This seller realized bafflingly high prices for nearly all seven of the skittle pieces they listed, with this one ending at the most baffling amount. (As this is being written, the same seller has listed an additional five skittles.) These items are quite common, surface regularly and typically fetch between $65-85. As a shout out to a long-time collector who chafes at these items being described as skittles, it is quite possible they were meant to be table decorations only. When I first began collecting, I had several (even then) long-time collectors and dealers advise me as to what I was seeing. (Remember that back in 1988 there were no references solely devoted to our fine hobby.) Paul Schofield and Mary Lou Holt described this set to me as skittles and described how they were used. I accepted the conveyed information and never thought too much more about it. However, I accept that they may have been incorrect.
I'm glad to see these items selling so well even though they come up for sale often. I recently had an exchange with a long-time collector as to whether these items are really skittle game pieces or are simply decorative elements for a table. When I first began exploring the fun world of vintage Halloween collecting in 1988, I took my cues from dealers and collectors active in the hobby for many years preceding my involvement. Two of these folks, Paul Schofield and Mary Lou Holt, described these items the same way - as skittles. (No one ever described them differently.) Over the years, I've seen a few boxes surface for these items. These boxes do not describe them as anything other than Hallowe'en Figures. So, what is the real answer?
09/01 Update: I've received a number of meaty replies. Here is the one I like best: "The pumpkin head skittle you commented on presents another clue. The base on all three that are for sale on eBay currently have a bigger base than the usual. It has a double slot which would be for a place or name card in front I believe. That would lend credence to the table favor use. However I think this base is rather rare as I've usually seen only the narrow base with slanted sides. The narrow ones would be usable in a bowling type game. Skittles was a very popular game during this time so you can't totally discard that idea. Perhaps multiple sales ideas for the same product? Crazy how variations keep being unearthed in many of the German products. THANKS so much for your work!! It's means a lot to dealers and collectors to get this information."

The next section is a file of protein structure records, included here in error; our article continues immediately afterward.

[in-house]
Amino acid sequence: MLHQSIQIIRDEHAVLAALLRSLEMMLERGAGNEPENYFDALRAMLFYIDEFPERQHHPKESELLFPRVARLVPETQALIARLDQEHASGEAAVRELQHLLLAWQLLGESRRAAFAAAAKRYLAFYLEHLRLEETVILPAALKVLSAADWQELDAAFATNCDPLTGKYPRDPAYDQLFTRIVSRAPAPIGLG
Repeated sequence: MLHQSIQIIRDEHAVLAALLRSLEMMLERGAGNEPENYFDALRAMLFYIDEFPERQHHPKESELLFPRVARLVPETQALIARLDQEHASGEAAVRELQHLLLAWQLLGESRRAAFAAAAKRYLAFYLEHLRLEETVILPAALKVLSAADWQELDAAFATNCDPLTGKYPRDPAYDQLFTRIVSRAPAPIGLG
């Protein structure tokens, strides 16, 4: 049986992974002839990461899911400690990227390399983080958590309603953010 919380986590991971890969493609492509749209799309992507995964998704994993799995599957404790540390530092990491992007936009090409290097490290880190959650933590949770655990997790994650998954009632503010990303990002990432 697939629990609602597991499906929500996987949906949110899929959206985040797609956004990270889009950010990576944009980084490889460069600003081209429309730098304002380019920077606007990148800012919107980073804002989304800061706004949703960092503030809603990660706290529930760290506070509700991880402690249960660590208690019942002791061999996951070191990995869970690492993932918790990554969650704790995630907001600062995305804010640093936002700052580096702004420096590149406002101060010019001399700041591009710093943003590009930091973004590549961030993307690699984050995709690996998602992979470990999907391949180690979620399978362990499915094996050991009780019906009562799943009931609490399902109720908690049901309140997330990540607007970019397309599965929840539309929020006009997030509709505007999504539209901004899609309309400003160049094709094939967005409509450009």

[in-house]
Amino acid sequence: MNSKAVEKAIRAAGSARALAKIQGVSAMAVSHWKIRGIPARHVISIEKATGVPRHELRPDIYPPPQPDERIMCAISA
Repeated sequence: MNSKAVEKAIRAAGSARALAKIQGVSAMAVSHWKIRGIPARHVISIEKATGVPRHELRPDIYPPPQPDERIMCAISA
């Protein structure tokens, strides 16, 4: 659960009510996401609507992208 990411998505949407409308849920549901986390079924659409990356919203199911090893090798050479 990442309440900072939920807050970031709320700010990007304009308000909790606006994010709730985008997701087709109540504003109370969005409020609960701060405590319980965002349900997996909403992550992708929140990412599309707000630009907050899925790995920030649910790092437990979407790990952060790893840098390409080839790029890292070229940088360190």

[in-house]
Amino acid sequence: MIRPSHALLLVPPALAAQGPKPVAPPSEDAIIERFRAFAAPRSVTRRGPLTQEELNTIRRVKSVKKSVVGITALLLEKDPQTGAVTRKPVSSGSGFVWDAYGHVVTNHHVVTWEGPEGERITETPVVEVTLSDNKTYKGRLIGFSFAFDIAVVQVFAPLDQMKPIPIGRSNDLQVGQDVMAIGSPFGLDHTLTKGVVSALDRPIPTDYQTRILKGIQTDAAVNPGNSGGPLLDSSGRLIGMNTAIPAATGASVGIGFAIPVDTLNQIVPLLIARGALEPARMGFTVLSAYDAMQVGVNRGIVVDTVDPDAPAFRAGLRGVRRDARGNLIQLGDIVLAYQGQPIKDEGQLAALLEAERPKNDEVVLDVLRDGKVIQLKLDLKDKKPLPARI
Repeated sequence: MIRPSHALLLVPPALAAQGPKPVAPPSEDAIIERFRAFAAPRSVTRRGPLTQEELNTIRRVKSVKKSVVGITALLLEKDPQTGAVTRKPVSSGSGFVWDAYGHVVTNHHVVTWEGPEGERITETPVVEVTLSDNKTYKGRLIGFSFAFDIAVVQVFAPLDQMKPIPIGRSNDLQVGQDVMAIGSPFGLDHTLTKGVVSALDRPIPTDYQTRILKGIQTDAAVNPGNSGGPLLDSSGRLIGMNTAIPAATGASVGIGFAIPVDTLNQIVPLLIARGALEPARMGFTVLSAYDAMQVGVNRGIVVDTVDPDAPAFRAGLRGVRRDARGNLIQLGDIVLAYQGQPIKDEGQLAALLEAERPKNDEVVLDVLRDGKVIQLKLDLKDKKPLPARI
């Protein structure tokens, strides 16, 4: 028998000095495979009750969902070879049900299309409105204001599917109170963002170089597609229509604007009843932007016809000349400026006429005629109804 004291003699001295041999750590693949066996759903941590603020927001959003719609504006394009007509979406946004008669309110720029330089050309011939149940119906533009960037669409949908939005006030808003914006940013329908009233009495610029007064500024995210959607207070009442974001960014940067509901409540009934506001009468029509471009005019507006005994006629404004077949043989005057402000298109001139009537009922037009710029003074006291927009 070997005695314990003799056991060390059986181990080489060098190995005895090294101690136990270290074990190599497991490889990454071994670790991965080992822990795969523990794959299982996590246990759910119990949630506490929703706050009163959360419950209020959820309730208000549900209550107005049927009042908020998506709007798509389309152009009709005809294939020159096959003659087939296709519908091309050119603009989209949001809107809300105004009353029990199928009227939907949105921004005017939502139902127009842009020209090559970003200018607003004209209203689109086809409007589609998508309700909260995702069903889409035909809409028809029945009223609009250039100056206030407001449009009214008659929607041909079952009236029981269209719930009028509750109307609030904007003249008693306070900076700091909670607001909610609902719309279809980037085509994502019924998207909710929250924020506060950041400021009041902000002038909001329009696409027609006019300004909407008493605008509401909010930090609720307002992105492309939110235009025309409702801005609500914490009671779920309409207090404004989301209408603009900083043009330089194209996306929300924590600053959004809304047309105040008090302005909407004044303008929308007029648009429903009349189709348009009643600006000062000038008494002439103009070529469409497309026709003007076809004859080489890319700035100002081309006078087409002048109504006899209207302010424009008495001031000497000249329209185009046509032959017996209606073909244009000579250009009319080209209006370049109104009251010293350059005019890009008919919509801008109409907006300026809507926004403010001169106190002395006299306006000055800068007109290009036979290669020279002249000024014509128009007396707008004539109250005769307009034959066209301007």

The prevailing bidder grossly overpaid for this rather common item.
The photos below came from a long-time collector (He has been collecting almost as long as me!) who likes to keep a low profile.Thanks, GS! He is lucky enough to own the Hallowe'en Figures boxed set shown immediately below. This is one of at least two variants of the boxed set, the other showing all 10 of the figures. I have long called these skittles, as they were meant to be used in a game wherein a player would win by knocking down as many as possible in one release of a marble, say.
Now, on page 26, I show these skittles plus one from a previously unknown set owned by Barry and Tammy. GS contacted me to ask if I had seen others from the second, mysterious set. He stated that has only been able to find one - the broomed witch shown in the fourth photo below. He has collected the other images as these exceptionally rare skittles surfaced here and there, sometimes after the fact, but owns none of the others.
I asked him if I could share this information with my readers. He kindly assented and now feast your eyes. If you see these, snap them up. Whereas the more common set pieces measure ~2.75" high, the rarer set pieces measure ~3.75". The more common set was made in Germany during the 1920s. My guess is that the rarer set was made in Germany for a single season sometime between 1930 and 1935. They may have been released only in Canada like all of the very rare German diecuts, but this is only speculation.
Does anyone have photos of any others from this set? I suspect there are two more, to make an even 10. (One of the rare skittles shown is a duplicate. Coincidentally, it is the one shown on page 26.)
During this time of the year there are few worthwhile listings, and even then many items go for significantly less than they should (or would go for later in the year). This is just such an example. These common skittle game pieces typically bring from $45-65 each, so the buyer got a steal grabbing them for ~$26 each.
Given that these are easily found and nearly always trade in the up-to-$75 range, this result makes no sense to me. As I've said many times, Ebay is a strange place.
This is one of ten pieces made for a boxed skittles game imported from Germany in the early 1920s. Each is made from lightly embossed heavy cardboard slotted into a wood base. An entire set can be seen on page 26 of my new third edition.
The wood block is not original to this skittle piece. Typical wood blocks are much smaller as shown on page 253. This fact probably accounts for the low BIN price and that the listing is still active.